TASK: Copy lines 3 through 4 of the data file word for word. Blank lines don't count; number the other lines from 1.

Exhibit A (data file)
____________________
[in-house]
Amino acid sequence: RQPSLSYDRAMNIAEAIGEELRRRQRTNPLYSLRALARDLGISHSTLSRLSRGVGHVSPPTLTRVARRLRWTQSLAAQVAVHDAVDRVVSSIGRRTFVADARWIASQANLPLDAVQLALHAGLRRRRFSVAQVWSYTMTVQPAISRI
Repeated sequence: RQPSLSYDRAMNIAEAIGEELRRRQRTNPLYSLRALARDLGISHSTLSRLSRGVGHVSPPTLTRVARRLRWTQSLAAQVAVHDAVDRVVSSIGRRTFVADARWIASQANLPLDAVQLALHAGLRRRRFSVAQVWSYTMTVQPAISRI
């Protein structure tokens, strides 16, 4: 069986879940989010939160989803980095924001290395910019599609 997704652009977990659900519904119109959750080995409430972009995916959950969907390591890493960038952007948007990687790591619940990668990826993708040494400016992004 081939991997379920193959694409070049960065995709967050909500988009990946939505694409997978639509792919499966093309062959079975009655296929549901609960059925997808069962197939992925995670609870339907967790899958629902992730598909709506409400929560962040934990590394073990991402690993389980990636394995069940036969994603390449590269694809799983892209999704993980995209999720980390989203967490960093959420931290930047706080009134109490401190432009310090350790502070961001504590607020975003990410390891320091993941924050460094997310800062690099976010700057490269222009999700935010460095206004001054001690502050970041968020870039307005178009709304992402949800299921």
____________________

Repeated sequence: RQPSLSYDRAMNIAEAIGEELRRRQRTNPLYSLRALARDLGISHSTLSRLSRGVGHVSPPTLTRVARRLRWTQSLAAQVAVHDAVDRVVSSIGRRTFVADARWIASQANLPLDAVQLALHAGLRRRRFSVAQVWSYTMTVQPAISRI
């Protein structure tokens, strides 16, 4: 069986879940989010939160989803980095924001290395910019599609 997704652009977990659900519904119109959750080995409430972009995916959950969907390591890493960038952007948007990687790591619940990668990826993708040494400016992004 081939991997379920193959694409070049960065995709967050909500988009990946939505694409997978639509792919499966093309062959079975009655296929549901609960059925997808069962197939992925995670609870339907967790899958629902992730598909709506409400929560962040934990590394073990991402690993389980990636394995069940036969994603390449590269694809799983892209999704993980995209999720980390989203967490960093959420931290930047706080009134109490401190432009310090350790502070961001504590607020975003990410390891320091993941924050460094997310800062690099976010700057490269222009999700935010460095206004001054001690502050970041968020870039307005178009709304992402949800299921």